Political visionaries don’t always enjoy universal respect. For those who prefer their politics down to earth, the ‘blue skies thinker’ is a blessed nuisance. Nevertheless, a political party that has the confidence to entertain the weird, but sometimes wonderful, ideas of its most fertile minds is on to a good thing.

Consider the ‘New Right’ intellectuals who laid the groundwork for Thatcherism; or the policy wonks, clustered around the Demos think tank, who did the same for New Labour in the 1990s. One shouldn’t exaggerate the role of either group in the electoral victories that were to follow – but, at the very least, lofty thoughts create an expectation that mighty deeds may be just around the corner. Notably, Ed Miliband dispensed with the ‘Blue Labour’ thinkers who are the strongest sign of intelligent life in the Labour Party, and look what happened to him.

In short, every aspiring Prime Minister needs a guru. In the case of David Cameron the man who stepped into those shoes (or rather out of them) was Steve Hilton. Whatever their respective flaws, Hilton made a vital contribution to Tory modernisation and the latter a vital contribution to the wins of 2010 and 2015.

Last week, Hilton was back in Britain launching his new book More Human – which is bursting with big ideas. Yet, despite his passion for the possibilities opened up by new technology, his biggest idea is an old one: the traditional family.

Far from regarding family breakdown as a form of liberation, Hilton sees it as a massively retrograde step. Writing for the Daily Mail, he tears into the liberal establishment for denying the painful truth:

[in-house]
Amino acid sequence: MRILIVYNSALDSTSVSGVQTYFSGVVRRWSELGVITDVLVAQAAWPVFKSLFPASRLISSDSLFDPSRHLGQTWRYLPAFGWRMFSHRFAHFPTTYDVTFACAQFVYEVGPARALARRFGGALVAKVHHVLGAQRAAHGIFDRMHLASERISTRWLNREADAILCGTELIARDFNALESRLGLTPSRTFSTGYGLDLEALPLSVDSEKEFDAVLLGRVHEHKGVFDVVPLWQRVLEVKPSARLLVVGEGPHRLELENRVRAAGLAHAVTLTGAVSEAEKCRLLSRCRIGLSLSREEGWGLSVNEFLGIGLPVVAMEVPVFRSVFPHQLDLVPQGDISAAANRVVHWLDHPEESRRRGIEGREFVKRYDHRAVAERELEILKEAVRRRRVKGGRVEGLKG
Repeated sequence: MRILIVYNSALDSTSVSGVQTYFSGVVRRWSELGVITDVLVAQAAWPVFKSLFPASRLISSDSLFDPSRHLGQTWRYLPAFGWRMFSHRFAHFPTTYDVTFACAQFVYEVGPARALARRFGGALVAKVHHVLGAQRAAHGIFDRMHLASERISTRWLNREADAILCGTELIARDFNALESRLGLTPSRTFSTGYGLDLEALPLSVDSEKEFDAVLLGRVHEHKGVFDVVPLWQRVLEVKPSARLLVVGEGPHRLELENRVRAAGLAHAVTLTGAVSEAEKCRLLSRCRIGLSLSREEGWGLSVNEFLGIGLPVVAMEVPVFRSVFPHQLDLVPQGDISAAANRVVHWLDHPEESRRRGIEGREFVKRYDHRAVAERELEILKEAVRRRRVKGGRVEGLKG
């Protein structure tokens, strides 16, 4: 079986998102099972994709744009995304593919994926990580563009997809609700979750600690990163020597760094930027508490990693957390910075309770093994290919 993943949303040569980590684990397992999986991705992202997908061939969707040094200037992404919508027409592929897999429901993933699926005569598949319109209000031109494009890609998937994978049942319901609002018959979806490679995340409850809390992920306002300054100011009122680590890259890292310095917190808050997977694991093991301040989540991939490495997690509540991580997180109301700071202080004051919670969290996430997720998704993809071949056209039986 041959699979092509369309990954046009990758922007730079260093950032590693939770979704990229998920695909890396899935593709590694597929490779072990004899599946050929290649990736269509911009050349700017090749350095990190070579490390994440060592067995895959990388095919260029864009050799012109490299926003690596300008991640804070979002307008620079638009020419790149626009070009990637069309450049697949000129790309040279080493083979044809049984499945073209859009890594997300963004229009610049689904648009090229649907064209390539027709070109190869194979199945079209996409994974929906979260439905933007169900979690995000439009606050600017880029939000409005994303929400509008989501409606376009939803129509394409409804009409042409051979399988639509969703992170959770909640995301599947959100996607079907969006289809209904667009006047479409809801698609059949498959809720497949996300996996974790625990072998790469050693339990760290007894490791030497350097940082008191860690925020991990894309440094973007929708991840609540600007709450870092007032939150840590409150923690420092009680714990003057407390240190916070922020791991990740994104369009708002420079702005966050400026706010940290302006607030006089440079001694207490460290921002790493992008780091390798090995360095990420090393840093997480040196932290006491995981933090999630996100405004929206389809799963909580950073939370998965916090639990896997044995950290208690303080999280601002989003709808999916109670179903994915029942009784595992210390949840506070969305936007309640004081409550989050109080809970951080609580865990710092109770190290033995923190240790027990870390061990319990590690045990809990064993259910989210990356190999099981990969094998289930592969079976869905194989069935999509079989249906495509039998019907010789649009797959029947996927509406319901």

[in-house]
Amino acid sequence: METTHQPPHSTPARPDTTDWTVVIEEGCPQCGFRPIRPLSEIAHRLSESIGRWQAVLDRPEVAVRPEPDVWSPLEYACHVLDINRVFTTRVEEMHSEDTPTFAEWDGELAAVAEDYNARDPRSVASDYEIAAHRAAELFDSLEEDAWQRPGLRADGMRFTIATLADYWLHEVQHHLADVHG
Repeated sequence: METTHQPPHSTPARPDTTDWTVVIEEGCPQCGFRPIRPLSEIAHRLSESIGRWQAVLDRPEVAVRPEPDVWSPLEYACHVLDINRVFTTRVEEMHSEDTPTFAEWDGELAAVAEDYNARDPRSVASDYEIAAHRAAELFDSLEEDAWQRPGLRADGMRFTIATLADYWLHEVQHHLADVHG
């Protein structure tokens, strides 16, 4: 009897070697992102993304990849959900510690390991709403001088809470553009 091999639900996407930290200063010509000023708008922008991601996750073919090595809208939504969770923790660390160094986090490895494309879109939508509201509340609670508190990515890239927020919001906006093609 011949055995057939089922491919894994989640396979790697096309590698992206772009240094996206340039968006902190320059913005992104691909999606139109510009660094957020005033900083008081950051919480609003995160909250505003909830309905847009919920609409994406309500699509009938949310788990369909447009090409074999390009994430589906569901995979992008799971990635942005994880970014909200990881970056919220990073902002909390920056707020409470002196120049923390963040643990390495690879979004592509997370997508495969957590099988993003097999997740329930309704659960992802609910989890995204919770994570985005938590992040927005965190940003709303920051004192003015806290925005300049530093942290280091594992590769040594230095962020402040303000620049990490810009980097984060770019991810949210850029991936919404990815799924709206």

“…the ruling elite too often accepts fashionable orthodoxy as a means to an easier life, even if that received wisdom is causing profound damage to our society…

“…The last Government… made a start by reintroducing the married couples’ tax allowance. Tellingly, this was done in the teeth of ferocious opposition from Labour, the Liberal Democrats and a nexus of pressure groups, campaigners and lobbyists.”

We now have a mountain of evidence to show that marriage is a force for social progress:

“There is nothing remotely reactionary or oppressive about support for married life. Its absence leads to welfare dependency. Its presence is a weapon against poverty and lack of ambition.

“The stronger a family unit, the more children will be able to turn to their parents for guidance in the minefield that modern life has become for the young.”

The contribution that marriage makes to the life chances of children should also be obvious from the fact that it is what the rich and educated still choose for their own families. What a shame then, that they’re so reluctant to promote these benefits for the good of society as a whole.

Hilton claims that “officialdom” has a “terror of imposing judgments on anyone.” Except that’s not quite true. The liberal elite are enthusiastically judgemental about all sorts of lifestyle issues – in regard to smoking, drinking, lack of exercise and so forth they’re more than willing to put us right.

Similarly, when contrarians deny the evidence on, say, climate change – or claim that there’s nothing that can be done about it, metropolitan types are the first to tut their disapproval.

However, on the equally strong evidence that marriage works, it is they who are the denialists and the defeatists.

Thank goodness, then, for Steve Hilton – a member of the smart set who’s willing to preach what he practices.